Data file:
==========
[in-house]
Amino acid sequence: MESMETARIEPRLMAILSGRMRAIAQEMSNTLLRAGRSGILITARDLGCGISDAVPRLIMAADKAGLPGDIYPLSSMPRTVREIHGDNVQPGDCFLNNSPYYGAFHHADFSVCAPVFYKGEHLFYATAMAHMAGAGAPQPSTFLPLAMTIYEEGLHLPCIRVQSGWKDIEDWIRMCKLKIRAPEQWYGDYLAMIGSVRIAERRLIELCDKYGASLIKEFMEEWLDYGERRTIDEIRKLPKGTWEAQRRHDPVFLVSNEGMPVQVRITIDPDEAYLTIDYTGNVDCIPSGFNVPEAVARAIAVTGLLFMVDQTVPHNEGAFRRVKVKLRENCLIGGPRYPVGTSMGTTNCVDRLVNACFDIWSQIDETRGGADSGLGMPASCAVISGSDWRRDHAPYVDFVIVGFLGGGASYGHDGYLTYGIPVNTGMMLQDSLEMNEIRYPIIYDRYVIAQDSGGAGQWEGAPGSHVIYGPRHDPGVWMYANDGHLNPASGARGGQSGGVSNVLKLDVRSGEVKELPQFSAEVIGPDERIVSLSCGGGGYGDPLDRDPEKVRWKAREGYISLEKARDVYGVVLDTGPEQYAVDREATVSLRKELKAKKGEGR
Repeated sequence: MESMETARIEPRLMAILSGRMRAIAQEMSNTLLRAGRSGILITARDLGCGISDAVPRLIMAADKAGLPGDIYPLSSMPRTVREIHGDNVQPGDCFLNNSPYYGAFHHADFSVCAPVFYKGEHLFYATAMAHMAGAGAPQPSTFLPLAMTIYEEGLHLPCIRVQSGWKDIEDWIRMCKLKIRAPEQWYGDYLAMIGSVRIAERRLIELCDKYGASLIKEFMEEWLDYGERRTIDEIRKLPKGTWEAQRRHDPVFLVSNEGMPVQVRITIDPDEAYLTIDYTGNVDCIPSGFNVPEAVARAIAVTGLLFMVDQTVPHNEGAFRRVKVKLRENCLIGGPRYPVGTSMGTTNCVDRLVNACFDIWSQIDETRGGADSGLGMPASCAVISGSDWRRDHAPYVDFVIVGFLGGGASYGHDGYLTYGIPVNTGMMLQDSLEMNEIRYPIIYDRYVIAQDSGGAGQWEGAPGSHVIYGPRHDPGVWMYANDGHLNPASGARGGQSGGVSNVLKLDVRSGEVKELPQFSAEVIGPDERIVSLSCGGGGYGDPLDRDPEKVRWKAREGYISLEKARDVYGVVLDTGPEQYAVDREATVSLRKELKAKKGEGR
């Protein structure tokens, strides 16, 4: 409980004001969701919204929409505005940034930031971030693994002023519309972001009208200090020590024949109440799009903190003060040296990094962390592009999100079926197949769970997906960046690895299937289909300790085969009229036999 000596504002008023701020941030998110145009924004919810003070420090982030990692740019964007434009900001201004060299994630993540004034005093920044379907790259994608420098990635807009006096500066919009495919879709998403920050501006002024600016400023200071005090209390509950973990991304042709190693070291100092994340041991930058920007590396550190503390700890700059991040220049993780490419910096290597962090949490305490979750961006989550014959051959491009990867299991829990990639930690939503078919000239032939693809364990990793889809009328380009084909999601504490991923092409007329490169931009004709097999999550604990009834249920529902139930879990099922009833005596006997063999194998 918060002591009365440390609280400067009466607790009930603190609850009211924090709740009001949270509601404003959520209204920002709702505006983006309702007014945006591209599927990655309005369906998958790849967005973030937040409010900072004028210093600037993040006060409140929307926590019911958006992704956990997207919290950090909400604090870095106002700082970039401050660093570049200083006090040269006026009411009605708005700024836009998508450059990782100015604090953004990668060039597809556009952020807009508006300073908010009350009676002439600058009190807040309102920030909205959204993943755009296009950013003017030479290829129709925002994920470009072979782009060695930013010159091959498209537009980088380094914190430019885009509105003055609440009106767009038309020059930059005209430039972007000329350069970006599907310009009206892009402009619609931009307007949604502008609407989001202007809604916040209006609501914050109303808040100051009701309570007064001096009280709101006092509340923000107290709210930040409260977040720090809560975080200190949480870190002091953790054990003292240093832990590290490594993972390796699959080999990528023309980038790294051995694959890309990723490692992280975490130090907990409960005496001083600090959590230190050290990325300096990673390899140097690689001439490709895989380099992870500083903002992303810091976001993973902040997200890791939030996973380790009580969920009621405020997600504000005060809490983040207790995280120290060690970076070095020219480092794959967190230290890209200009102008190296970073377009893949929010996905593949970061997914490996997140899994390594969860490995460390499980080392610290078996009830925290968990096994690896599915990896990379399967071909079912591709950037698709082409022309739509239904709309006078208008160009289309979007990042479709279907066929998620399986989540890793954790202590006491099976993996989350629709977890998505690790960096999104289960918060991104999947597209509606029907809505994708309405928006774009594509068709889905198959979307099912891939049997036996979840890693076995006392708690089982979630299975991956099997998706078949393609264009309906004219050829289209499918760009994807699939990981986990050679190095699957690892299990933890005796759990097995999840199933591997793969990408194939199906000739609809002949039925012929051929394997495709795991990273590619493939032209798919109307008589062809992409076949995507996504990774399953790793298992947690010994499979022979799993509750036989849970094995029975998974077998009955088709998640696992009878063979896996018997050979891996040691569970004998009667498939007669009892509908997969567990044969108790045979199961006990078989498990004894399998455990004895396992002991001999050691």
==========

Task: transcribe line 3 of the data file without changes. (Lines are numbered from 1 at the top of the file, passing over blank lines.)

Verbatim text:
Repeated sequence: MESMETARIEPRLMAILSGRMRAIAQEMSNTLLRAGRSGILITARDLGCGISDAVPRLIMAADKAGLPGDIYPLSSMPRTVREIHGDNVQPGDCFLNNSPYYGAFHHADFSVCAPVFYKGEHLFYATAMAHMAGAGAPQPSTFLPLAMTIYEEGLHLPCIRVQSGWKDIEDWIRMCKLKIRAPEQWYGDYLAMIGSVRIAERRLIELCDKYGASLIKEFMEEWLDYGERRTIDEIRKLPKGTWEAQRRHDPVFLVSNEGMPVQVRITIDPDEAYLTIDYTGNVDCIPSGFNVPEAVARAIAVTGLLFMVDQTVPHNEGAFRRVKVKLRENCLIGGPRYPVGTSMGTTNCVDRLVNACFDIWSQIDETRGGADSGLGMPASCAVISGSDWRRDHAPYVDFVIVGFLGGGASYGHDGYLTYGIPVNTGMMLQDSLEMNEIRYPIIYDRYVIAQDSGGAGQWEGAPGSHVIYGPRHDPGVWMYANDGHLNPASGARGGQSGGVSNVLKLDVRSGEVKELPQFSAEVIGPDERIVSLSCGGGGYGDPLDRDPEKVRWKAREGYISLEKARDVYGVVLDTGPEQYAVDREATVSLRKELKAKKGEGR